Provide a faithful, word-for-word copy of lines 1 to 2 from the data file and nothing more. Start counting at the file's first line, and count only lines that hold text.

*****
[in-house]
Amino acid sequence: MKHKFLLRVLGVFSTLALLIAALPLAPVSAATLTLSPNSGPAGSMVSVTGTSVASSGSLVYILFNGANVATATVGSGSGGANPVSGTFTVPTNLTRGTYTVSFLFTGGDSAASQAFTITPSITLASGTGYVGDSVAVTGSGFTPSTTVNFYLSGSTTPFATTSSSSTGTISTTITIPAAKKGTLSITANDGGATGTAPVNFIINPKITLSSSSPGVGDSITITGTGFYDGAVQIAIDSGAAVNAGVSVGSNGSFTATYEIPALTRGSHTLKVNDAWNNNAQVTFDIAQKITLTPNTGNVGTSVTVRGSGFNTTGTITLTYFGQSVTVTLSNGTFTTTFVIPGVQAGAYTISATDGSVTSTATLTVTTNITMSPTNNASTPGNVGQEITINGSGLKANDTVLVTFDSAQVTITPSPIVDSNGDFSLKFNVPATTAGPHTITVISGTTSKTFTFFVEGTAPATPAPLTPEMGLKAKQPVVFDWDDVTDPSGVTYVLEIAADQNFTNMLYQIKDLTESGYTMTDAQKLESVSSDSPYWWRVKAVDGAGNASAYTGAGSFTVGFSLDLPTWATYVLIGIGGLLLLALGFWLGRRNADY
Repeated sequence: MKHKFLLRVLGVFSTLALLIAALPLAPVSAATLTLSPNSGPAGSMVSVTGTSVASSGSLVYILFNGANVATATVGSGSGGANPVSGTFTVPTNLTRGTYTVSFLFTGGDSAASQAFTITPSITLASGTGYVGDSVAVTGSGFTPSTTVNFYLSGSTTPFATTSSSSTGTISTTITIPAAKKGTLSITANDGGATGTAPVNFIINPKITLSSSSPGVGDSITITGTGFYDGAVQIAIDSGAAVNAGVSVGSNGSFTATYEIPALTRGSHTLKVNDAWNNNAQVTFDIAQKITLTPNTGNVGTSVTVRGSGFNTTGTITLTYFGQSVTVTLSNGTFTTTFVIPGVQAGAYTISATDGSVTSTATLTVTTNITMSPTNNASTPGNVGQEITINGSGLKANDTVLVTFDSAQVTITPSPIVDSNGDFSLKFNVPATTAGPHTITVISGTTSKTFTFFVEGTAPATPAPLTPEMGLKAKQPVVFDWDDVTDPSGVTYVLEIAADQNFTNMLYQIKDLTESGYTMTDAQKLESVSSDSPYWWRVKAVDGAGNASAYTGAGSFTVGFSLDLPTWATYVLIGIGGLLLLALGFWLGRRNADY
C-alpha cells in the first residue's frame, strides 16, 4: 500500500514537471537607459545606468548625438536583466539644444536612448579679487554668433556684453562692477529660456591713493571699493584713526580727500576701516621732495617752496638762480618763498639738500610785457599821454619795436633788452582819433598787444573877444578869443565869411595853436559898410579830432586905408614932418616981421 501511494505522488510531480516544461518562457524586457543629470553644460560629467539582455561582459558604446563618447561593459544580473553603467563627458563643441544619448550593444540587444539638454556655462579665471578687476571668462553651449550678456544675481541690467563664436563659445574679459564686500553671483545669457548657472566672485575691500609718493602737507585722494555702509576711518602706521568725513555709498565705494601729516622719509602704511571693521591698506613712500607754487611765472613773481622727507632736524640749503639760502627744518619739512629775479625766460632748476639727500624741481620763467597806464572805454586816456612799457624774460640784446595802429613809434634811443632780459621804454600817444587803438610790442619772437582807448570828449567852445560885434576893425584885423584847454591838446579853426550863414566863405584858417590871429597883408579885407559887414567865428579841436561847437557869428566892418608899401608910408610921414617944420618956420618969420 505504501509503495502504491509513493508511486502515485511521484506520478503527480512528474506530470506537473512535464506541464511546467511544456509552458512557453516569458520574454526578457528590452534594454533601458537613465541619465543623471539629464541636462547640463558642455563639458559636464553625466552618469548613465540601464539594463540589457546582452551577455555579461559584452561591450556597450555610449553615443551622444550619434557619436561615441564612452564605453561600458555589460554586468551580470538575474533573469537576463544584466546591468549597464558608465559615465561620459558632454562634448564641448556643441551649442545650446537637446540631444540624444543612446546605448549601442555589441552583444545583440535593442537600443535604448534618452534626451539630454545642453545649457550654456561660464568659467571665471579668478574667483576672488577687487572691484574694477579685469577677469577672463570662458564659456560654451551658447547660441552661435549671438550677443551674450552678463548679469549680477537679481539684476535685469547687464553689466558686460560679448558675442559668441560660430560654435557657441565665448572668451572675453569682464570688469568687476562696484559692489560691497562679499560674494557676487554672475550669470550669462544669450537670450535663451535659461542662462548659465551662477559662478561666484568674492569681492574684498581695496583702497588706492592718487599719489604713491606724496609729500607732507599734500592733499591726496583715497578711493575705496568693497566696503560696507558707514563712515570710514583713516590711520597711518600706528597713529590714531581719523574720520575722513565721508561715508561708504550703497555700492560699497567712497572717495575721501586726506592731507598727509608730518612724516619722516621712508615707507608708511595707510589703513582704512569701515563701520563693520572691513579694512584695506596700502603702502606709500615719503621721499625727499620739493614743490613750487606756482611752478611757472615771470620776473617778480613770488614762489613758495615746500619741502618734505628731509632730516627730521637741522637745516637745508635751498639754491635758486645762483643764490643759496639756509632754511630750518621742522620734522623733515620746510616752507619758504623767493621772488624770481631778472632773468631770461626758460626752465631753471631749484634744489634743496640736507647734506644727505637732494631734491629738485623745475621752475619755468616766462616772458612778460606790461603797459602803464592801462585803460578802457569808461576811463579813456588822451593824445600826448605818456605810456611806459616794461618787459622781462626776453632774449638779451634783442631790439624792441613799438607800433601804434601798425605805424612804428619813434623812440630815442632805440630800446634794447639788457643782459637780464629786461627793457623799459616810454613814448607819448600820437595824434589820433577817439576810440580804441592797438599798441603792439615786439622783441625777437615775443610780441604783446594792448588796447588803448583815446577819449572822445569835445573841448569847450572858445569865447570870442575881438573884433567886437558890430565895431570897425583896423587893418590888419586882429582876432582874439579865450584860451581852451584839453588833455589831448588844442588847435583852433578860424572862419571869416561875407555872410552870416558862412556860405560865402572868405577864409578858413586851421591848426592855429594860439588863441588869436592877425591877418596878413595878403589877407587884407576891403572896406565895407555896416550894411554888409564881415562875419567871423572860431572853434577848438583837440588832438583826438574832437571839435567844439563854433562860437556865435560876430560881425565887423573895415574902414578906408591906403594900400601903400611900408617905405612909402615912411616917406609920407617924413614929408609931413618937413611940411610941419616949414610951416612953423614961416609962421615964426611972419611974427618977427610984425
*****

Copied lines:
[in-house]
Amino acid sequence: MKHKFLLRVLGVFSTLALLIAALPLAPVSAATLTLSPNSGPAGSMVSVTGTSVASSGSLVYILFNGANVATATVGSGSGGANPVSGTFTVPTNLTRGTYTVSFLFTGGDSAASQAFTITPSITLASGTGYVGDSVAVTGSGFTPSTTVNFYLSGSTTPFATTSSSSTGTISTTITIPAAKKGTLSITANDGGATGTAPVNFIINPKITLSSSSPGVGDSITITGTGFYDGAVQIAIDSGAAVNAGVSVGSNGSFTATYEIPALTRGSHTLKVNDAWNNNAQVTFDIAQKITLTPNTGNVGTSVTVRGSGFNTTGTITLTYFGQSVTVTLSNGTFTTTFVIPGVQAGAYTISATDGSVTSTATLTVTTNITMSPTNNASTPGNVGQEITINGSGLKANDTVLVTFDSAQVTITPSPIVDSNGDFSLKFNVPATTAGPHTITVISGTTSKTFTFFVEGTAPATPAPLTPEMGLKAKQPVVFDWDDVTDPSGVTYVLEIAADQNFTNMLYQIKDLTESGYTMTDAQKLESVSSDSPYWWRVKAVDGAGNASAYTGAGSFTVGFSLDLPTWATYVLIGIGGLLLLALGFWLGRRNADY